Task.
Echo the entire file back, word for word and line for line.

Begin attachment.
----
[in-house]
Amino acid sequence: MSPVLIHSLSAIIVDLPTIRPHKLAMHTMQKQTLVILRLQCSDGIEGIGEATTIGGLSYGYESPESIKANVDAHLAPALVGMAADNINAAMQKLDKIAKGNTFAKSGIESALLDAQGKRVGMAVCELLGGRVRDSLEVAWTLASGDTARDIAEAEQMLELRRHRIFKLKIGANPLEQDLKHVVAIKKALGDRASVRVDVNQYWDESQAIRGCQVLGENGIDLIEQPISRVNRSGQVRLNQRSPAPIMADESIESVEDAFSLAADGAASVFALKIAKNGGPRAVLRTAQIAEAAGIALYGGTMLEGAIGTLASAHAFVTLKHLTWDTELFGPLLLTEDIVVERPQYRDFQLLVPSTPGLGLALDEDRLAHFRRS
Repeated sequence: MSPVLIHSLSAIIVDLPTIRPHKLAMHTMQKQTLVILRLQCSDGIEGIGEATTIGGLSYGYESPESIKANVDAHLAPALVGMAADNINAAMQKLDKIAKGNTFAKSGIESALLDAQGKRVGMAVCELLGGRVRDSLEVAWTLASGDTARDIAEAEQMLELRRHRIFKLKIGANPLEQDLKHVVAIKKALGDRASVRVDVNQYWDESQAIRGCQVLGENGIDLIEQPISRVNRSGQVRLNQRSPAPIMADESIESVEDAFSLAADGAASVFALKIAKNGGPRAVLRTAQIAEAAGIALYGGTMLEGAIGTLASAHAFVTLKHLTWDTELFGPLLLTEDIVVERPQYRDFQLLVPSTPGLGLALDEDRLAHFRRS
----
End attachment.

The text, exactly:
[in-house]
Amino acid sequence: MSPVLIHSLSAIIVDLPTIRPHKLAMHTMQKQTLVILRLQCSDGIEGIGEATTIGGLSYGYESPESIKANVDAHLAPALVGMAADNINAAMQKLDKIAKGNTFAKSGIESALLDAQGKRVGMAVCELLGGRVRDSLEVAWTLASGDTARDIAEAEQMLELRRHRIFKLKIGANPLEQDLKHVVAIKKALGDRASVRVDVNQYWDESQAIRGCQVLGENGIDLIEQPISRVNRSGQVRLNQRSPAPIMADESIESVEDAFSLAADGAASVFALKIAKNGGPRAVLRTAQIAEAAGIALYGGTMLEGAIGTLASAHAFVTLKHLTWDTELFGPLLLTEDIVVERPQYRDFQLLVPSTPGLGLALDEDRLAHFRRS
Repeated sequence: MSPVLIHSLSAIIVDLPTIRPHKLAMHTMQKQTLVILRLQCSDGIEGIGEATTIGGLSYGYESPESIKANVDAHLAPALVGMAADNINAAMQKLDKIAKGNTFAKSGIESALLDAQGKRVGMAVCELLGGRVRDSLEVAWTLASGDTARDIAEAEQMLELRRHRIFKLKIGANPLEQDLKHVVAIKKALGDRASVRVDVNQYWDESQAIRGCQVLGENGIDLIEQPISRVNRSGQVRLNQRSPAPIMADESIESVEDAFSLAADGAASVFALKIAKNGGPRAVLRTAQIAEAAGIALYGGTMLEGAIGTLASAHAFVTLKHLTWDTELFGPLLLTEDIVVERPQYRDFQLLVPSTPGLGLALDEDRLAHFRRS